Cryptomining Malware and How to Prevent It

Risk Factors

Likelihood

Complexity

Business Impact

Cryptomining Malware

What is Cryptomining?

Cryptomining malware, or 'cryptojacking,' is a malware attack that co-opts the target's computing resources in order to mine cryptocurrencies like bitcoin. This malware uses a systems CPU and sometimes GPU to perform complex mathematical calculations that result in long alphanumeric strings called hashes.

These calculations serve to verify previous cryptocurrency transactions, and successfully solving them can generate a token of currency (like bitcoin). The process serves a dual purpose: limiting the total amount of currency created and checking previous transactions to prevent fraud (primarily double spending).

There are many different methods for getting the malware onto a target computer, like code embedded in a website or a classic email phishing attack. Once in place, the malware can be difficult to detect as it runs in the background.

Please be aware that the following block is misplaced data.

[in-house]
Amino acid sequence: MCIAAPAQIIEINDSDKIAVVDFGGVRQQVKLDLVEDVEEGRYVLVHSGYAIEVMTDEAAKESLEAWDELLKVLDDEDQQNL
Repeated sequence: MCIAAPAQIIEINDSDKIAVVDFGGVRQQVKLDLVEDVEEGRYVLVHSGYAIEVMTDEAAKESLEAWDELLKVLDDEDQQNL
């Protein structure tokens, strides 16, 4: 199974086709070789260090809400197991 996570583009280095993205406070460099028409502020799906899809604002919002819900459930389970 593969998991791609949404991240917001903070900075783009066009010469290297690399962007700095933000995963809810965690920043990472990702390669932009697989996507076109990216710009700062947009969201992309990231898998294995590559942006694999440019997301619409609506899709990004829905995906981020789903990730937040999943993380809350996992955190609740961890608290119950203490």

Protection Against Cryptomining Attacks

Attacks that run within a browser are easily stopped by just closing the browser tab, but cryptomining malware is more difficult to root out. Malware can be difficult to detect on endpoints and can run on computers, smartphones, or IoT devices.

How do you distinguish it from all the legitimate processing happening across endpoints? Cryptomining involves extended open connections with a compromised endpoint. Monitoring the network for unusually long connections is one method of detection.

Network detection and response uses machine learning to understand behaviors on the network, allowing it to recognize cryptomining tells—like when an outbound connection is made in order to send the currency to the attacker or when cryptomining protocols like Stratum are used.


Cryptomining Malware History

Cryptojacking is a relatively new attack, but one that is gaining popularity amongst bad actors. Initially, browser-based cryptojacking was the primary method of hijacking resources but declined sharply after Coinhive shut down in 2019.

Getting malware running on a device is an increasingly prevalent means of attack. One example is the Mirai botnet, which has reportedly been used for cryptomining.